So while my team and I are eager to go this Monday morning, why you ask, don’t we like Cyber Mondays?

The answer lies in the sales and use tax and the payment and collection obligations associated with the two. We started explaining years ago that there are no federal laws banning sales tax related to internet purchases. (In particular, see my January 1, 2013 article, “Marketplace Fairness Act May Help Clear Muddy Tax Waters.”) Many articles and blog posts since have delved into the various legislative proposals since. In addition, as avid Berdon Blog and Evisor readers know, the word is the world has turned upside-down since the Supreme Court decision in Wayfair. (See the June 22, 2018 Client Alert, “Most Impactful State and Local Tax Ruling in More Than 25 Years . . .”)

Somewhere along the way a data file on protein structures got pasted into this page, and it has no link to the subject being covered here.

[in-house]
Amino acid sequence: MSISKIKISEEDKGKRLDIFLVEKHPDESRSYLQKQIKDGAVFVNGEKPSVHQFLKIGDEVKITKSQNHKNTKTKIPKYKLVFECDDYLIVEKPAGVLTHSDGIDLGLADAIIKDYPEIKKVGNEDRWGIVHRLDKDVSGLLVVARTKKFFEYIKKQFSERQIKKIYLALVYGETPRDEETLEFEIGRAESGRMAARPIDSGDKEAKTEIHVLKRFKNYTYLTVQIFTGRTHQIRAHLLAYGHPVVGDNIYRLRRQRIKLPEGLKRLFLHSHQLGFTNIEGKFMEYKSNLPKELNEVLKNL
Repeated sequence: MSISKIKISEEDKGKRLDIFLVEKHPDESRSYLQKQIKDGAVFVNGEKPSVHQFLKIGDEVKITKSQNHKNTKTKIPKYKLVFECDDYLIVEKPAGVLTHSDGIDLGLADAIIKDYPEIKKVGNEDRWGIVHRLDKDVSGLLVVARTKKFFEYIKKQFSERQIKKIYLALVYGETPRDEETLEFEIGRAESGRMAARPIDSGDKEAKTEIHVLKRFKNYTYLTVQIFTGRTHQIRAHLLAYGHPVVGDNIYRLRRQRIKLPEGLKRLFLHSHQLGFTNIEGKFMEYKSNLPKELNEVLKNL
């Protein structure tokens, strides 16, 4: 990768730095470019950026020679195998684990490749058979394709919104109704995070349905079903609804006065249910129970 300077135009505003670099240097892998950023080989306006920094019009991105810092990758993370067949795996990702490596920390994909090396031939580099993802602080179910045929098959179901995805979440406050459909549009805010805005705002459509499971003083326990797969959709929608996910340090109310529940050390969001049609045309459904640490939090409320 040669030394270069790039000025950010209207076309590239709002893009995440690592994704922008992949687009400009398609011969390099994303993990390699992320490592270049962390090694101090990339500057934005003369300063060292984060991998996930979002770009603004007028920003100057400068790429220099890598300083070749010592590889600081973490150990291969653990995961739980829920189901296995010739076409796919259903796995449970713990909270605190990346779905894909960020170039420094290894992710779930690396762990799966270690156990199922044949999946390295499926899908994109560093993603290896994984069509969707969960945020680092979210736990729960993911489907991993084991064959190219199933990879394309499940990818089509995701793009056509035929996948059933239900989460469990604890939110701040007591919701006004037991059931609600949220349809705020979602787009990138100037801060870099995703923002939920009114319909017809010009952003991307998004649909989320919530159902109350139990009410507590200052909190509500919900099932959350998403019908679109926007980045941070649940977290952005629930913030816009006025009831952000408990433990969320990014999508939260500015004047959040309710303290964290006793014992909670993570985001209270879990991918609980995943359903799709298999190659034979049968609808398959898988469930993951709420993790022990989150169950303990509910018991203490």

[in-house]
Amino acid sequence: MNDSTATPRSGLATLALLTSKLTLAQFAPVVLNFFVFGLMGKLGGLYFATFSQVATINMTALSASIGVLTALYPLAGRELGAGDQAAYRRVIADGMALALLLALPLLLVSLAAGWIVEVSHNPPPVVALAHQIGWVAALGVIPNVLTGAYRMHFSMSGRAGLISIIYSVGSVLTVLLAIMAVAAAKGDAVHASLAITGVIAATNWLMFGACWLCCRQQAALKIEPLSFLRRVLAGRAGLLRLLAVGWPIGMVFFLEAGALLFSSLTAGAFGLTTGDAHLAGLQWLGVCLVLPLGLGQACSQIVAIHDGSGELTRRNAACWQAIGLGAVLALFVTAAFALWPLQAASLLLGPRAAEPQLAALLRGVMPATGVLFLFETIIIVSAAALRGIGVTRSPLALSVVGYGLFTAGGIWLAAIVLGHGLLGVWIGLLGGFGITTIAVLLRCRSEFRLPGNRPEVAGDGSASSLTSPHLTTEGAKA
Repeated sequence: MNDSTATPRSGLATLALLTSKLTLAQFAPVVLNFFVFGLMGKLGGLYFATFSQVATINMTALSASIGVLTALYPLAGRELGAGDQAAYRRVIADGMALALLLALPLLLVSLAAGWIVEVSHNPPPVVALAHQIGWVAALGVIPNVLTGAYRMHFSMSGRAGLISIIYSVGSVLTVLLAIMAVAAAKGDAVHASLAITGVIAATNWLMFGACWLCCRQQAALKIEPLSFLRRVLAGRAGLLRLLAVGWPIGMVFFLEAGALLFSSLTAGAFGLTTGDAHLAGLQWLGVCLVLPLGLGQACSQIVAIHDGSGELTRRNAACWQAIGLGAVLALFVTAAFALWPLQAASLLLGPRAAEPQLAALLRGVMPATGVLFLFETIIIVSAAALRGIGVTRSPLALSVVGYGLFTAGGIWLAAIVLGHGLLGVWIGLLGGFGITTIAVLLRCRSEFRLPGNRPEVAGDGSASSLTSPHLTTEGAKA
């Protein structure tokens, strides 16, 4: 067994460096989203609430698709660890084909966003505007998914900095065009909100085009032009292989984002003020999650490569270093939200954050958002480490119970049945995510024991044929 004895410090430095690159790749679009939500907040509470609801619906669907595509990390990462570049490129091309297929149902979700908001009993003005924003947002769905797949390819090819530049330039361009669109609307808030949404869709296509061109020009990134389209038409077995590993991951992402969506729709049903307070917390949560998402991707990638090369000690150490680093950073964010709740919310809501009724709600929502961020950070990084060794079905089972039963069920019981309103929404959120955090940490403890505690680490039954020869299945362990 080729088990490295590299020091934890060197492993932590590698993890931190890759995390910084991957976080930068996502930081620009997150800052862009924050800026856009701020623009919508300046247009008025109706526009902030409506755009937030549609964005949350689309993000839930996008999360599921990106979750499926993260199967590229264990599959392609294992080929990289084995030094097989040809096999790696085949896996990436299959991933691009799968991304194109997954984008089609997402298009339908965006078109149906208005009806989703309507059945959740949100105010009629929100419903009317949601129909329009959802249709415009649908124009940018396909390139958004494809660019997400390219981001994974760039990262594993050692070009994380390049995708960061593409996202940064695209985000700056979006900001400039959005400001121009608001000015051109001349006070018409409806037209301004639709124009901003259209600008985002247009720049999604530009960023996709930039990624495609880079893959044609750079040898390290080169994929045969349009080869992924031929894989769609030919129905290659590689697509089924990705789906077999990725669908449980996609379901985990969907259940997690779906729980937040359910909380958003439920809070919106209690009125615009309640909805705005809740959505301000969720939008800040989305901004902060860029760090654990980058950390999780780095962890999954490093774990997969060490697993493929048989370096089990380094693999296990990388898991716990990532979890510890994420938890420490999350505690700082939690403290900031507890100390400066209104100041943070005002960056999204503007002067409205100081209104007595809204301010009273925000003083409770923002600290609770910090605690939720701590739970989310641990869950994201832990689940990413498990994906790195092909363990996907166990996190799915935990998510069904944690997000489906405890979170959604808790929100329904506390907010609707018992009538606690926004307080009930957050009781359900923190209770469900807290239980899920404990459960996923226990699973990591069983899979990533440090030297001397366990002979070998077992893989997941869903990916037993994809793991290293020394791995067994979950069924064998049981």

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SALT TALK:  New Jersey – Pardon Me, Excuse Me, or Give Me Amnesty

Posted by Wayne K. Berkowitz CPA, J.D., LL.M. on Nov 19, 2018 1:08:03 PM

The timing could not have been any better. New Jersey’s latest holiday gift presents itself as the long anticipated start date for the latest in tax amnesty.

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SALT TALK:  Florida Dyscalculia Proves No Obstacle to Constitutional Amendments

Posted by Wayne K. Berkowitz CPA, J.D., LL.M. on Nov 12, 2018 11:30:00 AM

I was excited to start writing the blog this morning, until doing a little research on the topic has put me into an anxiety-ridden Monday morning state of mind. Late last week, I was scanning the numerous emails I receive regarding the latest happenings in the world of state and local taxes and something caught my eye.